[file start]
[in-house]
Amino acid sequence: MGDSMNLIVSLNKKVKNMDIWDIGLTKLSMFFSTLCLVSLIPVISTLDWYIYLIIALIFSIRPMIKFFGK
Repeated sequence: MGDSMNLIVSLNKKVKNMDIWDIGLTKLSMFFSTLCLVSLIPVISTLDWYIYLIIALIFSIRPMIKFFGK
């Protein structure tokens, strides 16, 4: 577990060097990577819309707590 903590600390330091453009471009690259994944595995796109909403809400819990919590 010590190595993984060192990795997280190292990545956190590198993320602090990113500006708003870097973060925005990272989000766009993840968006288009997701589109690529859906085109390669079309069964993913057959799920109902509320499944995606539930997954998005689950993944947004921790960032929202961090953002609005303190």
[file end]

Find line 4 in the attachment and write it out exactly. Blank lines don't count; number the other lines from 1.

């Protein structure tokens, strides 16, 4: 577990060097990577819309707590 903590600390330091453009471009690259994944595995796109909403809400819990919590 010590190595993984060192990795997280190292990545956190590198993320602090990113500006708003870097973060925005990272989000766009993840968006288009997701589109690529859906085109390669079309069964993913057959799920109902509320499944995606539930997954998005689950993944947004921790960032929202961090953002609005303190």